In Heimskringla the wound is diagnosed by ingesting a soup with a strong odour:

The girl said, “Let me see thy wound, and I will bind it.” Thereupon Thormod sat down, cast off his clothes, and the girl saw his wounds, and examined that which was in his side, and felt that a piece of iron was in it, but could not find where the iron had gone in. In a stone pot she had stirred together leeks and other herbs, and boiled them, and gave the wounded men of it to eat, by which she discovered if the wounds had penetrated into the belly; for if the wound had gone so deep, it would smell of leek.

Heimskringla

The probing, diagnosis, surgical procedure are what you would expect in today’s hospitals; a learned doctor with years of evidence using the best tools he or she has at their disposal. As a patient, you’d probably just hope the ‘magic’ would work.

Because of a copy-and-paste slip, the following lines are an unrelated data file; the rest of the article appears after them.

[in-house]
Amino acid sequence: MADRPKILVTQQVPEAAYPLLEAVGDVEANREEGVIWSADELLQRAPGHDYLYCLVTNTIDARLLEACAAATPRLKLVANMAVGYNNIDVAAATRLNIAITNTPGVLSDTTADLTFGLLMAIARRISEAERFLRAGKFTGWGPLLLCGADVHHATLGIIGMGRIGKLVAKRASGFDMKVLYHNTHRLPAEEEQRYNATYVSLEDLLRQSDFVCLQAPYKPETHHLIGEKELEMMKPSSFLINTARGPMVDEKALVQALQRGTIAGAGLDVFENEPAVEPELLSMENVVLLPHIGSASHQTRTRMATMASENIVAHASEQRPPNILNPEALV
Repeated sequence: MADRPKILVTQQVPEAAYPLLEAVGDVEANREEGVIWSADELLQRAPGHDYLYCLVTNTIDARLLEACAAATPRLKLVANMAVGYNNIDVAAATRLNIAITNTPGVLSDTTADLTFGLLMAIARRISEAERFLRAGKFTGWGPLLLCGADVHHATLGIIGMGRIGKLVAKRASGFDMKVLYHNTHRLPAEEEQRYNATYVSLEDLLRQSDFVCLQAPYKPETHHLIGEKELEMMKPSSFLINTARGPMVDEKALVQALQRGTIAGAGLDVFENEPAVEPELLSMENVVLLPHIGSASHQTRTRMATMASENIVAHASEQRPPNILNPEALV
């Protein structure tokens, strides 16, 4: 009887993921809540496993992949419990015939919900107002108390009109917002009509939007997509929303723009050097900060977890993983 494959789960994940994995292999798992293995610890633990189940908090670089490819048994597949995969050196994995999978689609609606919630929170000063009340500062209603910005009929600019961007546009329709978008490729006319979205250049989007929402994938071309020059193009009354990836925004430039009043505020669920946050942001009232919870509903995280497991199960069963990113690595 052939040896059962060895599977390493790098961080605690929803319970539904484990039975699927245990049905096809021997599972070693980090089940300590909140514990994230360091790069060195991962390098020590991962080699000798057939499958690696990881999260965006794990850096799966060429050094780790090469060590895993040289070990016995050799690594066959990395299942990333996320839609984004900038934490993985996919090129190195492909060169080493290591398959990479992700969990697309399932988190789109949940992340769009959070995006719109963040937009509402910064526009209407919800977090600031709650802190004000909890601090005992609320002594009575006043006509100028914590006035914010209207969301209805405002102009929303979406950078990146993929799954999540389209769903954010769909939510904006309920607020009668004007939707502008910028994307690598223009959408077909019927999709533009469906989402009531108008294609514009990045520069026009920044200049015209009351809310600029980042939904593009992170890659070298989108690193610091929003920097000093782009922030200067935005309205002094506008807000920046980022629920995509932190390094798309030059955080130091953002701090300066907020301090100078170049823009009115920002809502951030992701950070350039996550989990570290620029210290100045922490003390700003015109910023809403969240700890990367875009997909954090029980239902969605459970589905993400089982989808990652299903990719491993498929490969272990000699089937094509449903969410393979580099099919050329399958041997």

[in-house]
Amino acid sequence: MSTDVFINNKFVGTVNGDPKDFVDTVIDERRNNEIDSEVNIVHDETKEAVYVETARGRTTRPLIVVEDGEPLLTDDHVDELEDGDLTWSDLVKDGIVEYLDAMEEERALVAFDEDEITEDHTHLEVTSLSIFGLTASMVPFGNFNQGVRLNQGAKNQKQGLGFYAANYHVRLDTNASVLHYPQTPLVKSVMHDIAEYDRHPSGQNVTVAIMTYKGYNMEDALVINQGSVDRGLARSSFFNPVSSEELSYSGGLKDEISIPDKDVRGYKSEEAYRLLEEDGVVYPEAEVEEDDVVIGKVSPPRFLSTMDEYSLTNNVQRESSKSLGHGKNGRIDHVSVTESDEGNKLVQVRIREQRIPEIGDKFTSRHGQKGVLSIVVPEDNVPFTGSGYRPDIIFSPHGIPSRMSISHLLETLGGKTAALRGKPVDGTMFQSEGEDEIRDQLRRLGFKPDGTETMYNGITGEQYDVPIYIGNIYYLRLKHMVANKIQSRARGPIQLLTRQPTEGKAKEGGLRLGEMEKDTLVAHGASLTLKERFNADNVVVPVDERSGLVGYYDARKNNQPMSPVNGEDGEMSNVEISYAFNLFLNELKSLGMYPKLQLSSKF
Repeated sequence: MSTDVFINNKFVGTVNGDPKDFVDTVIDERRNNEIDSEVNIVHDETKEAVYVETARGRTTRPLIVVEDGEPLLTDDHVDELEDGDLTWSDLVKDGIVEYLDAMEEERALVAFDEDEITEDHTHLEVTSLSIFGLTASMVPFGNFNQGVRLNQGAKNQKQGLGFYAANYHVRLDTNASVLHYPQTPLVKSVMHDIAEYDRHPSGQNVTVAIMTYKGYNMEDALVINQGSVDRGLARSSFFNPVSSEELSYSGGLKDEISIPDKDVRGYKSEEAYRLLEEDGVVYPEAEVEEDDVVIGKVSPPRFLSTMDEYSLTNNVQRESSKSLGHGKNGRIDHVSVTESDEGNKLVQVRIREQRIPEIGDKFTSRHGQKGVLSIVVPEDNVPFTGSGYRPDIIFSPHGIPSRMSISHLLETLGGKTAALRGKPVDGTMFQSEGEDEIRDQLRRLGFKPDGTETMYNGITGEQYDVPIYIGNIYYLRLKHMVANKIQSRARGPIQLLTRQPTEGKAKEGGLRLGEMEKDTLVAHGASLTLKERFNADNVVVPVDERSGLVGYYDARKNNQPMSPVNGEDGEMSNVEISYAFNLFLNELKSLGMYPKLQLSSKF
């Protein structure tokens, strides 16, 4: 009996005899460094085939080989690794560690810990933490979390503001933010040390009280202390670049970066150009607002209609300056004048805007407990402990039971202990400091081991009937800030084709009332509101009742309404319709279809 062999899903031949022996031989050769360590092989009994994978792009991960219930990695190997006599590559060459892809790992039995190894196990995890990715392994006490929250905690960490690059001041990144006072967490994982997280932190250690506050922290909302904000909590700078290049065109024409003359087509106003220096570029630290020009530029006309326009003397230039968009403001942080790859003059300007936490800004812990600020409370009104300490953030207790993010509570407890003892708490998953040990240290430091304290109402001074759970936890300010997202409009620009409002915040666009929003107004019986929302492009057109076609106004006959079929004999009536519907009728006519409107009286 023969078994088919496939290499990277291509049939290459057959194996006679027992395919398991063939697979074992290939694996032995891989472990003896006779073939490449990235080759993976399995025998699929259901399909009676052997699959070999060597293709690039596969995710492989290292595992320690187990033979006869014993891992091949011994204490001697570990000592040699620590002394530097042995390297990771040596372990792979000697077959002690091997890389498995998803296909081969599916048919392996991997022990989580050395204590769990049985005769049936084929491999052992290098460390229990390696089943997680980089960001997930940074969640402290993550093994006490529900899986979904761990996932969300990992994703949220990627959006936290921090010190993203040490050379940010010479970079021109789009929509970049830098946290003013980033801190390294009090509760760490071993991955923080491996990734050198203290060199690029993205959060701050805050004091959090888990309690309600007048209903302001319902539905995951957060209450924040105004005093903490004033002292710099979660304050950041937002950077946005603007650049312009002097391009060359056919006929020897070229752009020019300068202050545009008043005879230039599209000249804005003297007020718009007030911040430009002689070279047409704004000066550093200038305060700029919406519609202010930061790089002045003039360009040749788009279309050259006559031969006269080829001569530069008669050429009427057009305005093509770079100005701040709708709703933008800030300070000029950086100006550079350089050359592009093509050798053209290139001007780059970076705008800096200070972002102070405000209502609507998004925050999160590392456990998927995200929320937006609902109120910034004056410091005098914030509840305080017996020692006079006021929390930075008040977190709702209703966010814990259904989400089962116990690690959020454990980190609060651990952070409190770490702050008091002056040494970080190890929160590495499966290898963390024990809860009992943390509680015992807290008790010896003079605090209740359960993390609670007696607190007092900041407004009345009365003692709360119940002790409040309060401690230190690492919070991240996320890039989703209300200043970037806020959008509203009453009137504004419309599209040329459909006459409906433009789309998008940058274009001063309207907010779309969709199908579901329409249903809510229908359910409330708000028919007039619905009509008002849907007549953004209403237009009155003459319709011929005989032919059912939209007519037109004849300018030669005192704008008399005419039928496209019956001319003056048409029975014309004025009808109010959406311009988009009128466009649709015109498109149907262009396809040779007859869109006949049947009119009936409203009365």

Further Reading

For more about Viking and Anglo-Saxon medicine, see more posts on the blog!

  • Bald’s Leechbook (Translation available online)
  • Celsus: On Medicine (Translation available Online)
  • Cameron, M.L (2006). Anglo-Saxon Medicine
  • Heimskringla (Translation available online)
  • Herbal remedies, Paulinus of Aquileia, Astronomical tables and more – Harley MS 3091
  • Lacnunga, Herbarium, Medicina de quadrupedibus – Harley MS 585
  • Sherley-Price, L trans. Bede (1990). Ecclesiastical History of the English People
  • Pollington, S (2008). Leechcraft: Early English Charms, Plantlore and Healing

This article is a repost of an older article from our website, originally at https://www.vikingsof.me/surgery-medicine. See also a further exploration into Viking and Anglo-Saxon medicines here.

CategoriesMedicineReligion

Medicines for all infirmities

When we look back at Anglo-Saxon and Viking medicine in the early medieval period, we often think of it as inept at best, lethal at worst. We see a reliance on magic and religion over science and are glad we were born when we were. However, the reality is a little more complex and interesting than it first appears.